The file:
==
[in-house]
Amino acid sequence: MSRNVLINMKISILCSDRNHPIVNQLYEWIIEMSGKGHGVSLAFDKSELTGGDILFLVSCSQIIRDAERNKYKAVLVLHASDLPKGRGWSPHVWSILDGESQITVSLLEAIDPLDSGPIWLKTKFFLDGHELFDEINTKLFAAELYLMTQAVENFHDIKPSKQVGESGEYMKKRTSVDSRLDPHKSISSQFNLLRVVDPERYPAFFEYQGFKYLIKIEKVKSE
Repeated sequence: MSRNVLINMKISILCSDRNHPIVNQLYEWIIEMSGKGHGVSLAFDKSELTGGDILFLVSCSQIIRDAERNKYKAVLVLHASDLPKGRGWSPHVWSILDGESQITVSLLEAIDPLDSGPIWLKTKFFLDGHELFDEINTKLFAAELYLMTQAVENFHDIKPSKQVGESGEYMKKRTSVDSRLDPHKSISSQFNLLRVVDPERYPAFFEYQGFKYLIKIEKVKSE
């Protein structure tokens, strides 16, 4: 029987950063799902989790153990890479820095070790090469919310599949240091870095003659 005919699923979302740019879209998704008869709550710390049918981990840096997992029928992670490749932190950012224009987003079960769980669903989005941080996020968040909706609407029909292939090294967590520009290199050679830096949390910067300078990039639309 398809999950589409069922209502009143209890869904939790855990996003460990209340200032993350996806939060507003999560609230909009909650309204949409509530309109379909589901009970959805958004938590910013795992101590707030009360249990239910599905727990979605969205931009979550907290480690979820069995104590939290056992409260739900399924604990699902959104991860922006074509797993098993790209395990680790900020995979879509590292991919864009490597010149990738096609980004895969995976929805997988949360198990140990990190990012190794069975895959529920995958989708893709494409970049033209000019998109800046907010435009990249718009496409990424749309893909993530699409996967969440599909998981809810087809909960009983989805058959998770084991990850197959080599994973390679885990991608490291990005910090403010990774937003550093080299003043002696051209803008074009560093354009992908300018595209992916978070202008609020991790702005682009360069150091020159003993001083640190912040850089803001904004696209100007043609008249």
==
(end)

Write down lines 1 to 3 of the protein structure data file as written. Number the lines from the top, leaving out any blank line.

[in-house]
Amino acid sequence: MSRNVLINMKISILCSDRNHPIVNQLYEWIIEMSGKGHGVSLAFDKSELTGGDILFLVSCSQIIRDAERNKYKAVLVLHASDLPKGRGWSPHVWSILDGESQITVSLLEAIDPLDSGPIWLKTKFFLDGHELFDEINTKLFAAELYLMTQAVENFHDIKPSKQVGESGEYMKKRTSVDSRLDPHKSISSQFNLLRVVDPERYPAFFEYQGFKYLIKIEKVKSE
Repeated sequence: MSRNVLINMKISILCSDRNHPIVNQLYEWIIEMSGKGHGVSLAFDKSELTGGDILFLVSCSQIIRDAERNKYKAVLVLHASDLPKGRGWSPHVWSILDGESQITVSLLEAIDPLDSGPIWLKTKFFLDGHELFDEINTKLFAAELYLMTQAVENFHDIKPSKQVGESGEYMKKRTSVDSRLDPHKSISSQFNLLRVVDPERYPAFFEYQGFKYLIKIEKVKSE